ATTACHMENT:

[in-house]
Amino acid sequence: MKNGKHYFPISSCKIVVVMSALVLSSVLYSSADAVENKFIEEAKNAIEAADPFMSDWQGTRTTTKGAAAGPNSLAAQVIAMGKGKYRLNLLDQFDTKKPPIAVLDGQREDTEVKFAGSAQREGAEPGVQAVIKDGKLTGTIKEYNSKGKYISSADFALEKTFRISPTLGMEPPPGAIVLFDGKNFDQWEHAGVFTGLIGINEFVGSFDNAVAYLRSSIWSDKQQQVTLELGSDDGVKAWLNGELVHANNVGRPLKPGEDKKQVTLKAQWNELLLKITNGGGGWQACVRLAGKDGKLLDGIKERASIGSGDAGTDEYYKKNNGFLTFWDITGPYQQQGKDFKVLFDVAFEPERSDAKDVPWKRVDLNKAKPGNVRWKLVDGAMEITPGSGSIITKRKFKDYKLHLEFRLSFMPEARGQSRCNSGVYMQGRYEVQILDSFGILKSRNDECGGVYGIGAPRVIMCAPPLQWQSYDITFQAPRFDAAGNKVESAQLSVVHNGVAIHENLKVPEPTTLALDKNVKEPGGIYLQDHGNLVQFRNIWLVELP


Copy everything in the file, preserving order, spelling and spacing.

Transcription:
[in-house]
Amino acid sequence: MKNGKHYFPISSCKIVVVMSALVLSSVLYSSADAVENKFIEEAKNAIEAADPFMSDWQGTRTTTKGAAAGPNSLAAQVIAMGKGKYRLNLLDQFDTKKPPIAVLDGQREDTEVKFAGSAQREGAEPGVQAVIKDGKLTGTIKEYNSKGKYISSADFALEKTFRISPTLGMEPPPGAIVLFDGKNFDQWEHAGVFTGLIGINEFVGSFDNAVAYLRSSIWSDKQQQVTLELGSDDGVKAWLNGELVHANNVGRPLKPGEDKKQVTLKAQWNELLLKITNGGGGWQACVRLAGKDGKLLDGIKERASIGSGDAGTDEYYKKNNGFLTFWDITGPYQQQGKDFKVLFDVAFEPERSDAKDVPWKRVDLNKAKPGNVRWKLVDGAMEITPGSGSIITKRKFKDYKLHLEFRLSFMPEARGQSRCNSGVYMQGRYEVQILDSFGILKSRNDECGGVYGIGAPRVIMCAPPLQWQSYDITFQAPRFDAAGNKVESAQLSVVHNGVAIHENLKVPEPTTLALDKNVKEPGGIYLQDHGNLVQFRNIWLVELP